Look well at these people. It was for their greed that they were punished; they lost their child and their ox, the woman lost her eye, and they had to return in shame to their former home.………………………………………………………………………………………………

March 17, update…
The car battery died yesterday so Mike, the Canadian volunteer, went into Arusha with the car this morning to buy a new one. There hasn’t been a trip to Arusha for over eight weeks so there is a lot of shopping for the school and house to do anyway. We got the hospital car to give us a pull to get the car started for the trip.
I have been scanning pictures I’ve taken over the years and now have filled up a zip disk. I gave the disk to Mike with over 90 mg. of stuff on it. He will send it to Fr. Ralph Poirier, who is constructing the Endulen web site. Ralph may find some of the material useful for the site.
One of the things, I bought on my last trip to Arusha was a 5 x 50 gal. capacity rubber water tank and enough guttering for both the boy’s and girl’s dormitories. We got the guttering installed on both rooves and the one tank on the girl’s dormitory. It has been a great help collecting rain water during each rain; it is raining almost every day now. Mike will bring back a second tank to put on the dorm of the boys, which will double our capacity. The tanks are very light and can be carried on the carrier on top of the land cruiser.

Sukuma warriors raided a large here of cattle in the Endulen area the day before yesterday. Most of the herd belonged to our head teacher here at Osotwa Prep. He is also chairman of Endulen village and a member of the pastoral council that advised the Conservation Authority on the needs of the Maasai. There was calling in the distinctive Maasai way in time of danger when the raid took place from hill-top to hill-top. Maasai warriors gathered from every direction and went after the Sukuma raiders. They’re not back yet, so we don’t know what happened.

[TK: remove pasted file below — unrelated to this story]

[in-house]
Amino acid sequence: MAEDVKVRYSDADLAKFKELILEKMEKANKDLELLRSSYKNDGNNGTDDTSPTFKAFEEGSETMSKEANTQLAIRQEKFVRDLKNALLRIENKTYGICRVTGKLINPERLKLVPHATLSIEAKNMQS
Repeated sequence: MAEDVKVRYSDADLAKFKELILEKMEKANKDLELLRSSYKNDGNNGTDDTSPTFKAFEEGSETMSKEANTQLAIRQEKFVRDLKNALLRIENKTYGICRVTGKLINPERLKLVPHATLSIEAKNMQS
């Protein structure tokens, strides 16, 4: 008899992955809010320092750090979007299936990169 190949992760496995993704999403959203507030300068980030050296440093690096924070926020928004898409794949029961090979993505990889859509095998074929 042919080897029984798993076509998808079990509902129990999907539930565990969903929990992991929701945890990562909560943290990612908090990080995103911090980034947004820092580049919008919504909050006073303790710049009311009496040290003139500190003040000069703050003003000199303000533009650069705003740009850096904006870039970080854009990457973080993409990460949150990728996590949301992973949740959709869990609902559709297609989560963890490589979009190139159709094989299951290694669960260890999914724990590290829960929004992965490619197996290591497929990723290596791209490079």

One day last week, hearing the crying of some women, I went out onto the front porch. Laying on the grass in front of the porch was an unconscious boy of about twelve or thirteen. It turned out that he had fainted from hunger. We gave him some food and let him rest. When able that evening, he explained to me that he and his father had come from OldoinyoGol. That is a Maasai area on the edge of the Eastern Serengeti some six days walk from here. He and his father had come with donkeys to buy ground corn to take back to the family a OldoinyoGol. It seems that on nearing Endulen, one of the donkeys was frightened by something or other and took off in a straight line toward the forest above us here and hasn’t been seen since. The father blamed Sangoi, his son, for the loss of the donkey. He was so angry, they he chased Sangoi away, telling him that he never wanted to see him again. After wandered around the Endulen area, a place totally strange to him, for a few days someone told him he might be able to get something to eat at the mission. He has been here now for three weeks and still no sign of his family. I’ve enrolled Sangoi in first grade at the locally primary school and am still waiting to hear from his father.

Ned